San Diego mom whose son died of sudden cardiac arrest advocates for heart screenings

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Posted at 7:18 PM, Jul 25, 2023
and last updated 2023-07-25 22:18:59-04

SAN DIEGO (KGTV) - The sudden cardiac arrest of LeBron James' oldest son during basketball practice at USC Monday is putting the focus on the importance of heart screenings among young athletes.

Bronny James' heart suddenly stopped beating Monday. The 18-year-old incoming freshman was taken to the hospital immediately.

Rhina Paredes-Greeson just marked 14-years since her 15-year-old son Eric died of sudden cardiac arrest.

"It's never easy. It’s always kind of like re-living everything that happened to us that day, said Paredes-Greeson.

The family was getting ready to leave for a cruise. Eric's mom left the house for a doctor's appointment.

"Twenty minutes later, his dad came home and he saw that he had passed away on our kitchen floor," said Paredes-Greeson.

The medical examiner said Eric died from a fatal arrhythmia.

The Steele Canyon High School sophomore played football, wrestled, and danced.

His mom said at times, he complained of shortness of breath. Doctors gave him an inhaler.

"I took him to the doctor; never was an EKG done," said Paredes-Greeson.

"If I would’ve known about sudden cardiac arrest, I would’ve asked for an EKG," said Paredes-Greeson.

The family honors Eric's legacy through the Eric Paredes Save a Life Foundation.

The foundation partners with local cardiologists and provides free heart screenings at high schools across San Diego.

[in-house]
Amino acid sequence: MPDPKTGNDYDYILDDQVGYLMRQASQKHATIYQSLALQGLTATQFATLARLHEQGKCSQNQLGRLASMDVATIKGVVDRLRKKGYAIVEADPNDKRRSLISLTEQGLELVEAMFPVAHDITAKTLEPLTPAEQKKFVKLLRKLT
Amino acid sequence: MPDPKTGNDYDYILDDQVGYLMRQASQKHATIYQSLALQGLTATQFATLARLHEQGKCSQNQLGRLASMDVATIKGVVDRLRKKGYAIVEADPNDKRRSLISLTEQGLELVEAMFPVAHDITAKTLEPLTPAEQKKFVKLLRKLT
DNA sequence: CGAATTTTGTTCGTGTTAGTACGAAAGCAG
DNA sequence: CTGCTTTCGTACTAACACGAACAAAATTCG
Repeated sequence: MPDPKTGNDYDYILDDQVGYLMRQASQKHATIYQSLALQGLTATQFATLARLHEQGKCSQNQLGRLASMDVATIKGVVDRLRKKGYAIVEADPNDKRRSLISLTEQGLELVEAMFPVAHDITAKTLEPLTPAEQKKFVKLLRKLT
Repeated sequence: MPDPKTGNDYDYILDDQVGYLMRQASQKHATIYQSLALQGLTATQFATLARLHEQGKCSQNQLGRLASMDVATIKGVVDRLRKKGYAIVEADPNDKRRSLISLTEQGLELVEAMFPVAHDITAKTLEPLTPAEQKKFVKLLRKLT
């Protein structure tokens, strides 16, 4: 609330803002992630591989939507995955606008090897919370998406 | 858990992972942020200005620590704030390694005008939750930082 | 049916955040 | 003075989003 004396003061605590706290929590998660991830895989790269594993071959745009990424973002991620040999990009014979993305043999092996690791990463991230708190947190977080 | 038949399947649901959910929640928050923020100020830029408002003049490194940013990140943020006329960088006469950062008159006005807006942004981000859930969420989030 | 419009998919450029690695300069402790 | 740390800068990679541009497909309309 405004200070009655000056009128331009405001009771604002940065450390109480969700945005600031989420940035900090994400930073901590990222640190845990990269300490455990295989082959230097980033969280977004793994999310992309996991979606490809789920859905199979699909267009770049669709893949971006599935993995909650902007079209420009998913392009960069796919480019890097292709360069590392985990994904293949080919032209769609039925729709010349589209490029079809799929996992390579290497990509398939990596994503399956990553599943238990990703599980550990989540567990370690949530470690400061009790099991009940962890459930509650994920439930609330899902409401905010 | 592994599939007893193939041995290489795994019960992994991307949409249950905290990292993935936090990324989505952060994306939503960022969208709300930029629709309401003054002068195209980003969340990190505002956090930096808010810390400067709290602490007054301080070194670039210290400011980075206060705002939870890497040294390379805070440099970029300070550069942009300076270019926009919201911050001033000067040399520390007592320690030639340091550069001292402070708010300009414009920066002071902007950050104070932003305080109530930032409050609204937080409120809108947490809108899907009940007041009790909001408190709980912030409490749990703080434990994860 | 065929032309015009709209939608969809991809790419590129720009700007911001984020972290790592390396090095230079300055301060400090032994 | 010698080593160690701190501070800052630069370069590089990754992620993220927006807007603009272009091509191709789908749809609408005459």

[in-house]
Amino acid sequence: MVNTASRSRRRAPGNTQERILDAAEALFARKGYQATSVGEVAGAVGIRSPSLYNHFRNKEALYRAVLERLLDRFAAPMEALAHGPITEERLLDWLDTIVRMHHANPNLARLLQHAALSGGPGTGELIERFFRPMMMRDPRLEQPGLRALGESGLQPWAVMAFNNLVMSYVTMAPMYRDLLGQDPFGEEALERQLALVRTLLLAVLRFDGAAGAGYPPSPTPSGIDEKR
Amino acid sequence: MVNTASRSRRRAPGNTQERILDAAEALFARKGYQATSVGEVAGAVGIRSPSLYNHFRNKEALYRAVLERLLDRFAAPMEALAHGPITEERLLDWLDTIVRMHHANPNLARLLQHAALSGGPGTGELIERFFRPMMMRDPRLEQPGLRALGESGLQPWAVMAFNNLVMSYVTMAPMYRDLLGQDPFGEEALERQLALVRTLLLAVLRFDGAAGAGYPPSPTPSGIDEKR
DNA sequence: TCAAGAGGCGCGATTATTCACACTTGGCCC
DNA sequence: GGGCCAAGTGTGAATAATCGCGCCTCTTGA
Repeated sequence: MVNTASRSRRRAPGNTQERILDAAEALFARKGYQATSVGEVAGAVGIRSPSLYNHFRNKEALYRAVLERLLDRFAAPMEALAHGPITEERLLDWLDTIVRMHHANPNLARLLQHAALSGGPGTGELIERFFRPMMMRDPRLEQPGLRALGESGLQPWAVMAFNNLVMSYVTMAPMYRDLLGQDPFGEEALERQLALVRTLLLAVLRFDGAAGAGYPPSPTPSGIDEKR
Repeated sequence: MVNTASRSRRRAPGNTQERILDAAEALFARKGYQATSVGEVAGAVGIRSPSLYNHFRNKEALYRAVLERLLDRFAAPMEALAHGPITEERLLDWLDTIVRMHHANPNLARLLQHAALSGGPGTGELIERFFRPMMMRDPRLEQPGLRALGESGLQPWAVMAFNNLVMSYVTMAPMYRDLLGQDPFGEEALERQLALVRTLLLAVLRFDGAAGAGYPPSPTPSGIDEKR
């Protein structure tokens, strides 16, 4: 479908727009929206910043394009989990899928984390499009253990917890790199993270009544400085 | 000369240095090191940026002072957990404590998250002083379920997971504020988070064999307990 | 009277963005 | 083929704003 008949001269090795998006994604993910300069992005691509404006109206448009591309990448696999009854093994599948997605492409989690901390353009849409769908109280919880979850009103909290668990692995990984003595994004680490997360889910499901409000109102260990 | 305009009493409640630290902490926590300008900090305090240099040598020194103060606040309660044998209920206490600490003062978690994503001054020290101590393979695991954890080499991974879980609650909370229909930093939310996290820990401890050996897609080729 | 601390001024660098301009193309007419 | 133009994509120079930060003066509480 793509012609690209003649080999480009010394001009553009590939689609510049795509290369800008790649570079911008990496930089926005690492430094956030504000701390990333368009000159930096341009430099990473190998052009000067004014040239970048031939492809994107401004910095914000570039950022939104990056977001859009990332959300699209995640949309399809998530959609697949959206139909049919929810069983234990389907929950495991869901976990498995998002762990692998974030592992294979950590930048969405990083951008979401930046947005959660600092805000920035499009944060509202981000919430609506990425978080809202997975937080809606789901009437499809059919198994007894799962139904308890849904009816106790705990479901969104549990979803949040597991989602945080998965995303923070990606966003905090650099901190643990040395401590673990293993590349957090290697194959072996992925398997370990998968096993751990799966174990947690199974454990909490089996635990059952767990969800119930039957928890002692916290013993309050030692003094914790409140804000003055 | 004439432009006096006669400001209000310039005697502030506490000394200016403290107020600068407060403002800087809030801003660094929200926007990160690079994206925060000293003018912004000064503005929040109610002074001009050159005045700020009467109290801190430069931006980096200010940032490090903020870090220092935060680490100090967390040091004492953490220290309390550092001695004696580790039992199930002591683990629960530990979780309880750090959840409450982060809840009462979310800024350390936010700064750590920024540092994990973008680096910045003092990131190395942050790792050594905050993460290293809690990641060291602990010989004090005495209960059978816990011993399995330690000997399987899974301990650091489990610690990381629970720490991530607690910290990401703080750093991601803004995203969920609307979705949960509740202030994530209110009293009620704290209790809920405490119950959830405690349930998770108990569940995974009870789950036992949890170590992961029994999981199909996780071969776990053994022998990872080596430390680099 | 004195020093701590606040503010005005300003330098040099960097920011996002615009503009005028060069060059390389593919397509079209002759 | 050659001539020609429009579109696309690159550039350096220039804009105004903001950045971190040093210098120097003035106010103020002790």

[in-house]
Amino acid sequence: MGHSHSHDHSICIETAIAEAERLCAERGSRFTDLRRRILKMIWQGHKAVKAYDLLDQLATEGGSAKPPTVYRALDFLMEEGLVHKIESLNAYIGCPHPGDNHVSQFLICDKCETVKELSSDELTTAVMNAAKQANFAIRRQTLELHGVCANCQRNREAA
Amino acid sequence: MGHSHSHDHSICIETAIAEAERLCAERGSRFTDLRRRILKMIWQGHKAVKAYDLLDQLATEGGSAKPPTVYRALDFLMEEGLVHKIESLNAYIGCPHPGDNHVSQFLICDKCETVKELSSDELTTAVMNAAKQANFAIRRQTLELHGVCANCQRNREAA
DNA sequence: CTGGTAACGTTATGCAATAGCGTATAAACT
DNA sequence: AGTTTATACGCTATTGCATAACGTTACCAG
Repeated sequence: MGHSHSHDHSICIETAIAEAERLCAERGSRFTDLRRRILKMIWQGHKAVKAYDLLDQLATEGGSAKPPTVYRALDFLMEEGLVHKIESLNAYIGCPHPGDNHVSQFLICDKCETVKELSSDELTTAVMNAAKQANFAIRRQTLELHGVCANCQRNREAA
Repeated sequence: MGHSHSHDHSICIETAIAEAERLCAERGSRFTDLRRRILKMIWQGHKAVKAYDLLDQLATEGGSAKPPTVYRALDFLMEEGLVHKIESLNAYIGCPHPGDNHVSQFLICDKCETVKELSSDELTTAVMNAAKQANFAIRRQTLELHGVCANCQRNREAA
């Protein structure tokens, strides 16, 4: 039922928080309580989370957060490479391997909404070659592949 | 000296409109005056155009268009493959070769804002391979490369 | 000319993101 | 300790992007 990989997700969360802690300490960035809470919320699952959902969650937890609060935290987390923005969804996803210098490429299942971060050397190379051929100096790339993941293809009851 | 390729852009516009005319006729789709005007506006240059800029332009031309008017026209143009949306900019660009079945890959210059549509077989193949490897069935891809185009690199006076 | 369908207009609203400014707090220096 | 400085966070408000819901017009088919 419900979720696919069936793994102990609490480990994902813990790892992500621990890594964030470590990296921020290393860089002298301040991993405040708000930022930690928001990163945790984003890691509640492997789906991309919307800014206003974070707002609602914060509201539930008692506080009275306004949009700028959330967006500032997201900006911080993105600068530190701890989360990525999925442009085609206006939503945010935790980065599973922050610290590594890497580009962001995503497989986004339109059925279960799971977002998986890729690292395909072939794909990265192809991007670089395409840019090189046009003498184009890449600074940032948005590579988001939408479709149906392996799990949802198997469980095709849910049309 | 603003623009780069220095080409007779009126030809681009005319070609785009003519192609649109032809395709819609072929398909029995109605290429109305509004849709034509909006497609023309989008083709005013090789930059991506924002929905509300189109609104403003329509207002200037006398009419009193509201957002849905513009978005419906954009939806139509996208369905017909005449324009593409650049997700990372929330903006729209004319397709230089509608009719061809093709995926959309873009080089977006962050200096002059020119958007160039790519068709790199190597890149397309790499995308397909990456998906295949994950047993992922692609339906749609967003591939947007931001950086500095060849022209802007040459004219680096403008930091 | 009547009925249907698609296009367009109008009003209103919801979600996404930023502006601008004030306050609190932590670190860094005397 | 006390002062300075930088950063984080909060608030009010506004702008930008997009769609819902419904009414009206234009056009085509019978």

Cardiologists from Scripps Clinic and other volunteers provide a health questionnaire and EKG to people 12-25. If the EKG is abnormal, an Echocardiogram is performed.

Since the foundation started in 2010, heart abnormalities have been discovered in roughly 500 kids.

"Between those things, we can certainly pick up a lot of high-risk features that can really be asymptomatic," said Scripps Cardiologist Dr. Poulina Uddin.

Dr. Poulina also stresses the importance of knowing CPR.

"Timing of when you start CPR is actually the most critical aspect in terms of recovering," said Dr. Poulina.

Through the foundation, screenings are held at six high schools a year. The organization has also donated nearly 200 AEDs to local schools.

"The AED is the only tool that will restart a heart. CPR is a bridge to life, but the only thing that will restart a life is an AED, and this is why it’s so important that AEDs need to be where the population congregates," said Paredes-Greeson.

She said there's one message she can't stress enough.

"Just because your child looks healthy, that child may not be heart healthy," said Paredes-Greeson.

The next screening is set for Aug. 20 at Montgomery School in the South Bay.